Consider an online service whose developer wants to provide functionality to its users at various payment tiers: perhaps paid add-ons .
Further consider that the developer doesn’t want to be responsible for coding up, securing, and maintaining, a persistence layer of user account data and payment history: the developer doesn’t care to get in the business of knowing who is who. The developer doesn’t want to integrate with a payment gateway and stand up a user accounts database.
This can be achieved by:
The above are exactly what crypto-currency (blockchain) ledgers enable and provide. They are ledgers of timestamped value-transfers from one anonymized party to another. As such:
To illustrate, consider a publicly accessible ledger with many records over time, some of them being:
|0xF00450C4cC9b46E837fb4feffE9e4FEdAAb94347||0xF60c97206C2DA2cad37B6Fd0B29BA33e043E2897||$2||2 hours ago|
Assume this ledger is accessible by anyone using a public API.
The payer and payee anonymized tokens in the above ledger are public addresses of some individuals involved in transactions. Each payer and payee has a way to prove ownership of these public addresses via cryptography: with a signature. A signature is not secret, it merely proves the signing party–and only the signing party–has the ability to encrypt a message such that the corresponding public address can decrypt it. The cryptographic means of signing is necessarily kept private as it proves ownership of the anonymous account.
Above the transaction from
0x41..dc could be a transaction from an application user to the application developer. The user is the only person that can sign some message such that the
0xd3..1d can decrypt it.
With all of the above at hand, when the user owning
0xD3..1d wants to use a feature in the application developed by
0x41..dc, the application merely needs to verify the user’s provided signature against the above ledger, and check whether $10–since yesterday–is sufficient payment for the application’s functionality being authorized.
This authorization check is done every time the user interacts with the application.
It is the user’s responsibility to interact with the ledger such that payment remains sufficient for use of the application. Payments to the ledger are not made through the application. They’re made through completely disjoint channels, perhaps an in-browser wallet.
Above we touched upon crypto-currency ledgers and how they enable Ledger-Based Authorization. We didn’t touch on other aspects of crypto-currencies such as de-centralization, or consensus, as these are immaterial for authorization needs. We just need a public ledger, with an API, that allows anonymized tokens as payers and payees. This ledger can be centralized, and it doesn’t even require to be a value-transfer ledger.
Crypto-currency ledgers are value-transfer ledgers: they’re the final word on which accounts have what money.
For fiat currencies such as dollars, the final word sits with centralized banks. This information is not in public facing ledgers.
Since the vast majority of people pay for online services with credit-cards, not cryptos, it’s prudent the Ledger-Based Authorization is made to work with credit-cards.
This is exactly what the overhide-ledger allows. It’s a public ledger with anonymous tokens for payees and payers, but it’s a “receipts ledger” of US dollar transactions made through a centralized payment-gateway.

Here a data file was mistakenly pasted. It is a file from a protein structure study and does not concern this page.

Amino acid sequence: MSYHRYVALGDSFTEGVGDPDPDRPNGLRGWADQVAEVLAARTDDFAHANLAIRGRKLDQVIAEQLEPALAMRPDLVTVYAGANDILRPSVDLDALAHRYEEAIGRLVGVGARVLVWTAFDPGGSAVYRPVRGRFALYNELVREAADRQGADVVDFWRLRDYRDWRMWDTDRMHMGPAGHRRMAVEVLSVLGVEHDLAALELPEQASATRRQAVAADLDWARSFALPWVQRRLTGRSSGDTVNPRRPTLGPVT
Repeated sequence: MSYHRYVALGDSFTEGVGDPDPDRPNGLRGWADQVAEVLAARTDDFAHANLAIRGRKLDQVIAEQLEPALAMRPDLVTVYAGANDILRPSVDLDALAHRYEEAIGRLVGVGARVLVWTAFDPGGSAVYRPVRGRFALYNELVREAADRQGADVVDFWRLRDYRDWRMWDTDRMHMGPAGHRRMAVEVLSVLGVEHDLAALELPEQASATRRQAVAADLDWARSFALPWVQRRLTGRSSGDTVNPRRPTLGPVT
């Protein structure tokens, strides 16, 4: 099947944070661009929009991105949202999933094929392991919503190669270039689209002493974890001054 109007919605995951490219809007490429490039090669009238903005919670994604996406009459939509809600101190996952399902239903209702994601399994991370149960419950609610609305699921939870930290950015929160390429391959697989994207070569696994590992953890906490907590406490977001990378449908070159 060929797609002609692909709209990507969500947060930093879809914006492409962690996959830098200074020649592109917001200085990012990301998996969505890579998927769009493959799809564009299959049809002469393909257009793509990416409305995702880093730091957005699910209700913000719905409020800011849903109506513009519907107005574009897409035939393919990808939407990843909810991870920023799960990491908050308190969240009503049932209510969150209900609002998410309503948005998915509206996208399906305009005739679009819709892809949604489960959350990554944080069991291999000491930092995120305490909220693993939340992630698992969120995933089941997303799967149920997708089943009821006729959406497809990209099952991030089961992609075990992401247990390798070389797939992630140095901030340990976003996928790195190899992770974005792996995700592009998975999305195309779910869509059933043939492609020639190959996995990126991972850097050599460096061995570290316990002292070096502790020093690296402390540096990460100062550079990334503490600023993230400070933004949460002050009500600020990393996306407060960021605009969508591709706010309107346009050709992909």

The value transfer doesn’t occur through the ledger. Value is transferred via a payment-gateway from a user’s credit card to the application developer’s registered bank account. As the payment is made, a receipt is issued to the overhide-ledger against anonymized tokens owned by the user and the developer.
More concretely, the anonymized tokens come from Ethereum (crypto-currency) library and leverage Ethereum in-browser wallets (if available, not mandatory) for signing and secret management. This part is borrowed from the crypto-currency world. Each time a user logs into the application they can use their Ethereum wallet to prove their ownership of their anonymized token (Ethereum address). If the user doesn’t use such a wallet–as they likely aren’t yet–they can simply use their browser password-manager to store relevant keys needed for signing (this is less secure, lacks two-factor, is more phishing prone, but it’s an option).
Payments to the application developer are made via the centralized overhide-ledger using the Stripe payment gateway. The Stripe payment gateway ensures all “know-your-customer” rules between the payee and payer are followed–such that the credit-card transaction is verified with little risk of charge-backs. A successful transaction is very much tracked by Stripe, but also written out to the overhide-ledger using the payee’s and payer’s Ethereum addresses. This certainly means a loss of anonymity between the payee and payer. The payer can easily correlate which Ethereum address in overhide-ledger belongs to their customers. But–and it’s an important “but”–the authorization flow from here-on is ledger-based and on par with crypto-currency ledgers. Which means that any application written against Ledger-Based Authorization flows can be used for dollars and cryptos interchangeably. Users can start using the application with dollars, and onboard to cryptos should they desire anonymity.
It’s important to know that the application developer never needs to collect their users’ data nor know who they are within their code and persistence. That is the domain of the Stripe payment-gateway and that information is best kept there.